Almost 4 years since my last blogpost… it’s been a long time and a lot has changed. We’ve moved a couple of times, I’ve lost about 23 kg and we’ve gained a stack of diagnoses.
So now I am officially a special needs mum who has had to learn loads about autism, genderdysphoria, myalgic encephalomyelitis (ME), kyphoscoliosis, asthma and hypermobility.
So far, it hasn’t been easy. We are still learning of course and that won’t stop because all of it is ongoing. I guess it’s not so hard to understand that my life has been rather hectic while we are getting quite knowledgable on the different conditions.
Being a special needs mum
This morning the Dutch radio channel on my phone was playing ‘Je hoeft het niet alleen te doen’. This is Dutch for ‘you don’t have to do it on your own’…
Every time I hear that song or others with a similar message I tear up these days.
No, I don’t have to do it on my own… theoretically that is.
I don’t have to do it on my own, but that’s easier said than done if you are seriously lacking a network nearby that you can rely on.
A friend posted a blogpost (this one) on Facebook yesterday and it is so true that being a special needs mum or dad is a lonely and isolated existence. And it is even more true for those who have multiple special needs kids and/or a child with a special need that is rarer and/or less (or simply not at all) understood.
Over the years I’ve surrounded myself with people I thought are most likely to understand our struggles, but I’ve learned that people will never fully understand what we are going through. And some are not even willing to try and understand.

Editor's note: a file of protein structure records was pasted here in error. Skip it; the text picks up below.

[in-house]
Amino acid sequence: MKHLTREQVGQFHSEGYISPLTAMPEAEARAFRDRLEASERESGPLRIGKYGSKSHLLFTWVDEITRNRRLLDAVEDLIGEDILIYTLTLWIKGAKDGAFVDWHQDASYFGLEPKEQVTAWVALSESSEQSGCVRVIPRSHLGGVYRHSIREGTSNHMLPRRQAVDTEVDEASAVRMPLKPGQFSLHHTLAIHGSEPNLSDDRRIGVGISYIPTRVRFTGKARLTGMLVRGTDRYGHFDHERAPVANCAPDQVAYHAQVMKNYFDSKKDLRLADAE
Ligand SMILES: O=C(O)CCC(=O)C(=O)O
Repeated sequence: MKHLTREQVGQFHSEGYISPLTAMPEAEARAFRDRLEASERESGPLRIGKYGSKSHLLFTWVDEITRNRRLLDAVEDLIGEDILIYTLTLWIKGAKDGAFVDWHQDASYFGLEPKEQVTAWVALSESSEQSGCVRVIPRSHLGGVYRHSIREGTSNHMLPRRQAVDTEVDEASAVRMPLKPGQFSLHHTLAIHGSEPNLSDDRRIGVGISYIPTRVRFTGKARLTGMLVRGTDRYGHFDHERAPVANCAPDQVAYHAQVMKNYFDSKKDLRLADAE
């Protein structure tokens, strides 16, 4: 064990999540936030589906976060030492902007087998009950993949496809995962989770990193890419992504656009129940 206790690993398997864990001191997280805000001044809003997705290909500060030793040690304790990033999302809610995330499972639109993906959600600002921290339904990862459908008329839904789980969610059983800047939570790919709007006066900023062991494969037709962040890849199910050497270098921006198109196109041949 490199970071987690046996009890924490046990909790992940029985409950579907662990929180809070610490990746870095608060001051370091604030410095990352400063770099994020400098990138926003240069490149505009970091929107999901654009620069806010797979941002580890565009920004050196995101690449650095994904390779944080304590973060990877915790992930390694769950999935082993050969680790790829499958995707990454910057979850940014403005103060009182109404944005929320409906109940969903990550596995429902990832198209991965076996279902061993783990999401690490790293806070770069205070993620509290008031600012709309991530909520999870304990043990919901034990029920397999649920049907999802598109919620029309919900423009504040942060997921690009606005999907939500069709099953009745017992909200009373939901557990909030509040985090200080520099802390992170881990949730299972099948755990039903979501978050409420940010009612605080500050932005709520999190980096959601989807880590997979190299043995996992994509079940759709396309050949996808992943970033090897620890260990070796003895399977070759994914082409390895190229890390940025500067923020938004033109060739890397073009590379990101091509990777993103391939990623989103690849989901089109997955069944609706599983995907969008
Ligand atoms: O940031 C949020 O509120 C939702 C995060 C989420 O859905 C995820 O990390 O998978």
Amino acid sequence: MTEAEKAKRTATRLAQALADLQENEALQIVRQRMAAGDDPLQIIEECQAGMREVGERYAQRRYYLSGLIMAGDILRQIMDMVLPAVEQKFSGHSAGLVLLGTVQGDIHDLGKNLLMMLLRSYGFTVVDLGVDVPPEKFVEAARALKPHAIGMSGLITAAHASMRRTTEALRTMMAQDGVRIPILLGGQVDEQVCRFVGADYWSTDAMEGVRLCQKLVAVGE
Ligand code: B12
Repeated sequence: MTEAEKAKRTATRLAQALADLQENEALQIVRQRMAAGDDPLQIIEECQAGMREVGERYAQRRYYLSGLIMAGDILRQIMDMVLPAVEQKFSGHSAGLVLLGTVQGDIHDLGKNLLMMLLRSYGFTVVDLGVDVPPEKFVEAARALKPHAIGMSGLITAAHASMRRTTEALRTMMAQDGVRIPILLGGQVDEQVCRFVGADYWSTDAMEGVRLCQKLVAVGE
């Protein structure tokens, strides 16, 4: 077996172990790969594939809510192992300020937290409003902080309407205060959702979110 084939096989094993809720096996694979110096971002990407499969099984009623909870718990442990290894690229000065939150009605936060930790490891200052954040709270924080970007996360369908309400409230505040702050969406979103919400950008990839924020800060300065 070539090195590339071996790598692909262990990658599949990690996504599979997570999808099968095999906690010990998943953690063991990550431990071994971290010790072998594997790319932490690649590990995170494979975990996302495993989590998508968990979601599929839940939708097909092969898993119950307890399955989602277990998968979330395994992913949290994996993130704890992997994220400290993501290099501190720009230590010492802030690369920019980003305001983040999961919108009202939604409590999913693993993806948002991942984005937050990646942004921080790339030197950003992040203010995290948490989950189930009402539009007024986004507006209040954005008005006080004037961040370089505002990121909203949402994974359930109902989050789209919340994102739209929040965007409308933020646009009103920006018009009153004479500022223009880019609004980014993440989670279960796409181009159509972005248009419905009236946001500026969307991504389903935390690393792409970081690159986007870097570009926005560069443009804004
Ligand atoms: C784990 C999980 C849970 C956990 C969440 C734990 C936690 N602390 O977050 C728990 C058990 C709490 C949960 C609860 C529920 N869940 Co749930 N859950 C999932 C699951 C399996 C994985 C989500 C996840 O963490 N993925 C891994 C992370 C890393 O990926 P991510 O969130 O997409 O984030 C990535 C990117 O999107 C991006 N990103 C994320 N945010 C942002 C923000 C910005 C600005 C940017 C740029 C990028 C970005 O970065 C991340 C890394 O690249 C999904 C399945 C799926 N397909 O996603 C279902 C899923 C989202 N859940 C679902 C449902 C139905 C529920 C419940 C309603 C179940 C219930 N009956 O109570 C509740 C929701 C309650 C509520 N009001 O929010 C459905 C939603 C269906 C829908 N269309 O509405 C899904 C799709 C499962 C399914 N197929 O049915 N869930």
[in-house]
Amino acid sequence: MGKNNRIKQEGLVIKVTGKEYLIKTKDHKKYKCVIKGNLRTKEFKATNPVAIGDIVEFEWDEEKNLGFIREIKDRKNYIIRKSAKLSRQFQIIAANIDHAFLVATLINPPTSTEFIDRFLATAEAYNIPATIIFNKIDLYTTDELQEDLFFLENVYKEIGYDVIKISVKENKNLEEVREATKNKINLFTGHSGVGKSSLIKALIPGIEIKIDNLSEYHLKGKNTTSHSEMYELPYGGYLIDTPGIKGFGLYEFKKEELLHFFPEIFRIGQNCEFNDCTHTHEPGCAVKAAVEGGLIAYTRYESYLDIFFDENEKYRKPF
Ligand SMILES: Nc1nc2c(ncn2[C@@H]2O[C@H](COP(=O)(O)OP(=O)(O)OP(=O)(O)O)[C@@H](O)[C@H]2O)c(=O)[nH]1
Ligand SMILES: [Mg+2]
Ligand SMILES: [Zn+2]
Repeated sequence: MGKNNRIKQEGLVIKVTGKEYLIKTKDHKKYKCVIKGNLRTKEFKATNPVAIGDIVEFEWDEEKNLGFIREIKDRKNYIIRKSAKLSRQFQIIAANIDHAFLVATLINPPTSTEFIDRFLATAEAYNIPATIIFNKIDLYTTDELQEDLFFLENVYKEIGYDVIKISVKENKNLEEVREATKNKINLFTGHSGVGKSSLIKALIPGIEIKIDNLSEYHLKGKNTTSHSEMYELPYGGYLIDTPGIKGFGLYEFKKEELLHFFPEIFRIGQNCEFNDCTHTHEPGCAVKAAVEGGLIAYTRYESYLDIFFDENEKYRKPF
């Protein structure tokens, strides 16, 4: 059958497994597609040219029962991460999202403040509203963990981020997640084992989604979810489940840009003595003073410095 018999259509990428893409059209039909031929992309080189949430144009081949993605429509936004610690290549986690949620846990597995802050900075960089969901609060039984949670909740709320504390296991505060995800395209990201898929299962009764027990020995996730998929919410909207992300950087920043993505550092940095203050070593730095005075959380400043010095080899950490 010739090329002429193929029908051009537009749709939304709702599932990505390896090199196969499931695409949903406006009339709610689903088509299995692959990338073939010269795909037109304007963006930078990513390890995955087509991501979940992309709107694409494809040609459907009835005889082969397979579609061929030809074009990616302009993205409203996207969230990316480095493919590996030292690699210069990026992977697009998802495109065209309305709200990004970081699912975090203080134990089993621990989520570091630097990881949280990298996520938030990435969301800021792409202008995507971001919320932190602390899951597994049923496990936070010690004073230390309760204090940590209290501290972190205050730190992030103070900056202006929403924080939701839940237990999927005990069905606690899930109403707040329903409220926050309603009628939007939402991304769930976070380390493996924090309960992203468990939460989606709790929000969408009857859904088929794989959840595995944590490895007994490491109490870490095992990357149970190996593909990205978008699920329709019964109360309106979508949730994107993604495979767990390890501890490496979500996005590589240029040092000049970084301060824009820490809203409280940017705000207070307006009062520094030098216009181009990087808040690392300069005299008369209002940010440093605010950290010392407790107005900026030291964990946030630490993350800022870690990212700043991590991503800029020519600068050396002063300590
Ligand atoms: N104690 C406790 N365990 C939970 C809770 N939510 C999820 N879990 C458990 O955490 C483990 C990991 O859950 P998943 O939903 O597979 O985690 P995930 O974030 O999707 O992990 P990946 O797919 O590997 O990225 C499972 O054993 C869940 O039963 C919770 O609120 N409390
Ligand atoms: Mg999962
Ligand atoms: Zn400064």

Every special needs child is different and even when there is the same diagnosis on paper they will still differ immensely because of course they are, besides their diagnosis, unique individuals. Also, most disabilities, symptoms or characteristics can vary greatly and there are of course cases where there is more than one special need and they are not always diagnosed.
Do you want to be supportive?
Then listening to the parent, taking it seriously and believing what is said is a good start.
Dealing with ‘good intentions’ is another struggle. When people think they are helpful by suggesting ‘new’ ways to deal with your child and you either have tried those things already or you just know it won’t work.
It may come across as being unthankful or dismissive and you might even think that your help is not appreciated, but sometimes there just isn’t headspace for justifications and explanations. Most (if not all) special needs parents have become the experts in their child’s special needs field and have read or heard it all before. They just want you to understand that they want to be heard and that they don’t need you to solve anything to be supportive of them.
Don’t get me wrong, brainstorming with people who genuinely care and are in the know (because they’ve listened about the issues in the past) can be very helpful, because that might produce new ideas. However, talking to people who think they’ve got the answer is not.
It can leave the special needs parent feel like a failure
We know we are doing the best we can, with the information that we have and within our own ability, it never feels enough. And knowing that is already really distressing.
Most of the time simply listening and acknowledging the struggles is enough.